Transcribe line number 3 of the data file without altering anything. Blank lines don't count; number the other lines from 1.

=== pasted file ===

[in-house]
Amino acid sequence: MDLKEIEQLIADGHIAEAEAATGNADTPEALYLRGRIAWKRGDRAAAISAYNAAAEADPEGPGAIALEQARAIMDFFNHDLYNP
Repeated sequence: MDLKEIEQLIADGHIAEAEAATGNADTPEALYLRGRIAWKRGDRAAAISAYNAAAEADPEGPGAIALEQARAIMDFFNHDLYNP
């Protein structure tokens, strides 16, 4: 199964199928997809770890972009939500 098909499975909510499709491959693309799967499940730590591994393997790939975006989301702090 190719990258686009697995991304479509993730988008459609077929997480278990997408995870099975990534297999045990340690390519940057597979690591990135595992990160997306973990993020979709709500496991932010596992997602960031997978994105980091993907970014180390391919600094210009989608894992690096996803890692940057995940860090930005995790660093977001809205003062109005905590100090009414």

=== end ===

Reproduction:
Repeated sequence: MDLKEIEQLIADGHIAEAEAATGNADTPEALYLRGRIAWKRGDRAAAISAYNAAAEADPEGPGAIALEQARAIMDFFNHDLYNP